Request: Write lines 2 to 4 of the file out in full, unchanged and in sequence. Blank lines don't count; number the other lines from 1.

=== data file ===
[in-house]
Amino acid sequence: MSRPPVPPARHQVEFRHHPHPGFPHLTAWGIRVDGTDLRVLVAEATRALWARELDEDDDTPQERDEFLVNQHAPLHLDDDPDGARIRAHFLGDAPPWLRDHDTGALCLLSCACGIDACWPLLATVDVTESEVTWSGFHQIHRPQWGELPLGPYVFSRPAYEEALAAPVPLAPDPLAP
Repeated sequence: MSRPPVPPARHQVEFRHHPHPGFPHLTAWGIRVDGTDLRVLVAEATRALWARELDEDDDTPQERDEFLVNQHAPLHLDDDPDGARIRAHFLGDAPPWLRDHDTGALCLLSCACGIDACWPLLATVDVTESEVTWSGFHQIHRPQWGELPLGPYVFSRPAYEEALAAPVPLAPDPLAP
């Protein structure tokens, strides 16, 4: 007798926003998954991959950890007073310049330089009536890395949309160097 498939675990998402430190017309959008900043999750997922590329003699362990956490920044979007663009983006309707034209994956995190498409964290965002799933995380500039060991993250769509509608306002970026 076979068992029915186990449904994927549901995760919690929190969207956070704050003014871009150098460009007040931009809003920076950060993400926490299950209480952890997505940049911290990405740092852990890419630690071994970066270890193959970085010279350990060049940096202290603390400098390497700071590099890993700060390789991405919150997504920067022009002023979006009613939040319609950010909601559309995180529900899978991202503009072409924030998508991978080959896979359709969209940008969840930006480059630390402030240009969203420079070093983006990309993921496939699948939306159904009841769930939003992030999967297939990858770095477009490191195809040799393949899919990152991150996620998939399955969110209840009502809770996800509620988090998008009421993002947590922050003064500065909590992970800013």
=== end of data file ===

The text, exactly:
Amino acid sequence: MSRPPVPPARHQVEFRHHPHPGFPHLTAWGIRVDGTDLRVLVAEATRALWARELDEDDDTPQERDEFLVNQHAPLHLDDDPDGARIRAHFLGDAPPWLRDHDTGALCLLSCACGIDACWPLLATVDVTESEVTWSGFHQIHRPQWGELPLGPYVFSRPAYEEALAAPVPLAPDPLAP
Repeated sequence: MSRPPVPPARHQVEFRHHPHPGFPHLTAWGIRVDGTDLRVLVAEATRALWARELDEDDDTPQERDEFLVNQHAPLHLDDDPDGARIRAHFLGDAPPWLRDHDTGALCLLSCACGIDACWPLLATVDVTESEVTWSGFHQIHRPQWGELPLGPYVFSRPAYEEALAAPVPLAPDPLAP
């Protein structure tokens, strides 16, 4: 007798926003998954991959950890007073310049330089009536890395949309160097 498939675990998402430190017309959008900043999750997922590329003699362990956490920044979007663009983006309707034209994956995190498409964290965002799933995380500039060991993250769509509608306002970026 076979068992029915186990449904994927549901995760919690929190969207956070704050003014871009150098460009007040931009809003920076950060993400926490299950209480952890997505940049911290990405740092852990890419630690071994970066270890193959970085010279350990060049940096202290603390400098390497700071590099890993700060390789991405919150997504920067022009002023979006009613939040319609950010909601559309995180529900899978991202503009072409924030998508991978080959896979359709969209940008969840930006480059630390402030240009969203420079070093983006990309993921496939699948939306159904009841769930939003992030999967297939990858770095477009490191195809040799393949899919990152991150996620998939399955969110209840009502809770996800509620988090998008009421993002947590922050003064500065909590992970800013």